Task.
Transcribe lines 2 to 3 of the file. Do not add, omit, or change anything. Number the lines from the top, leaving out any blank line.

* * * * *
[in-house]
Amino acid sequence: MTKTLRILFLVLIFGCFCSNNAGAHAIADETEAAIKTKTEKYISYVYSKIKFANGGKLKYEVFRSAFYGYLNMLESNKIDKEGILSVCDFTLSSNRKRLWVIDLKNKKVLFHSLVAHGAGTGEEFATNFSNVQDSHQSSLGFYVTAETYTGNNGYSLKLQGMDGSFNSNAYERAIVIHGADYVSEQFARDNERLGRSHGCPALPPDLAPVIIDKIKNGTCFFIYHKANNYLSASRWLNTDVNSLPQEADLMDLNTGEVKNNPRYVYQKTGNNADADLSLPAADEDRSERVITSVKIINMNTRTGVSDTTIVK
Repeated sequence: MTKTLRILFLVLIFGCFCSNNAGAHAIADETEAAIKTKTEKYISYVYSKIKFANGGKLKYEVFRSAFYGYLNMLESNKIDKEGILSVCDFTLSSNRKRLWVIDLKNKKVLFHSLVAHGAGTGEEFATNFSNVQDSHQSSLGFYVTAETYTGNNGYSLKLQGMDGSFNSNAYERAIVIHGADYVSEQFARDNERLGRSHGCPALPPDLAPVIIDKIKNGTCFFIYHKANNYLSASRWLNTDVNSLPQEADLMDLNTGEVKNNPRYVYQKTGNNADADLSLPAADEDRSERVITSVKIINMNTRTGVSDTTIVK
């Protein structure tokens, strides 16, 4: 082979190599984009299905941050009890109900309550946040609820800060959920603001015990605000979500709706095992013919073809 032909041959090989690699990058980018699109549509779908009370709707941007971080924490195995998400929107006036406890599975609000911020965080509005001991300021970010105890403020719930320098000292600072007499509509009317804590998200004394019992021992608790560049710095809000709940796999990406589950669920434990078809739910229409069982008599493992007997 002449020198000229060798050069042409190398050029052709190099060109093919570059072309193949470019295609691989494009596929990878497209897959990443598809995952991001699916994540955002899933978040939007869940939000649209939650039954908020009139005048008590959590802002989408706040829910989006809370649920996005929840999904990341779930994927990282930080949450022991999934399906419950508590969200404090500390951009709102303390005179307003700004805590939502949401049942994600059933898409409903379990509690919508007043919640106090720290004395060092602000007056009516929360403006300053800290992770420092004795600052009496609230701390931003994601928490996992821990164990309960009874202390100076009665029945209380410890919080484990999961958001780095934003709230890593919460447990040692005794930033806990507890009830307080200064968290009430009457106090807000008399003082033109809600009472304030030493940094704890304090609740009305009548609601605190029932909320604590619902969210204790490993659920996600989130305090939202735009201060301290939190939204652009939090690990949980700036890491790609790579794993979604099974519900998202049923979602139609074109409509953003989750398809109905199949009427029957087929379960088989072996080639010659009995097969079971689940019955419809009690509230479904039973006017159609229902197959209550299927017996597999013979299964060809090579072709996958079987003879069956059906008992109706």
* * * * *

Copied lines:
Amino acid sequence: MTKTLRILFLVLIFGCFCSNNAGAHAIADETEAAIKTKTEKYISYVYSKIKFANGGKLKYEVFRSAFYGYLNMLESNKIDKEGILSVCDFTLSSNRKRLWVIDLKNKKVLFHSLVAHGAGTGEEFATNFSNVQDSHQSSLGFYVTAETYTGNNGYSLKLQGMDGSFNSNAYERAIVIHGADYVSEQFARDNERLGRSHGCPALPPDLAPVIIDKIKNGTCFFIYHKANNYLSASRWLNTDVNSLPQEADLMDLNTGEVKNNPRYVYQKTGNNADADLSLPAADEDRSERVITSVKIINMNTRTGVSDTTIVK
Repeated sequence: MTKTLRILFLVLIFGCFCSNNAGAHAIADETEAAIKTKTEKYISYVYSKIKFANGGKLKYEVFRSAFYGYLNMLESNKIDKEGILSVCDFTLSSNRKRLWVIDLKNKKVLFHSLVAHGAGTGEEFATNFSNVQDSHQSSLGFYVTAETYTGNNGYSLKLQGMDGSFNSNAYERAIVIHGADYVSEQFARDNERLGRSHGCPALPPDLAPVIIDKIKNGTCFFIYHKANNYLSASRWLNTDVNSLPQEADLMDLNTGEVKNNPRYVYQKTGNNADADLSLPAADEDRSERVITSVKIINMNTRTGVSDTTIVK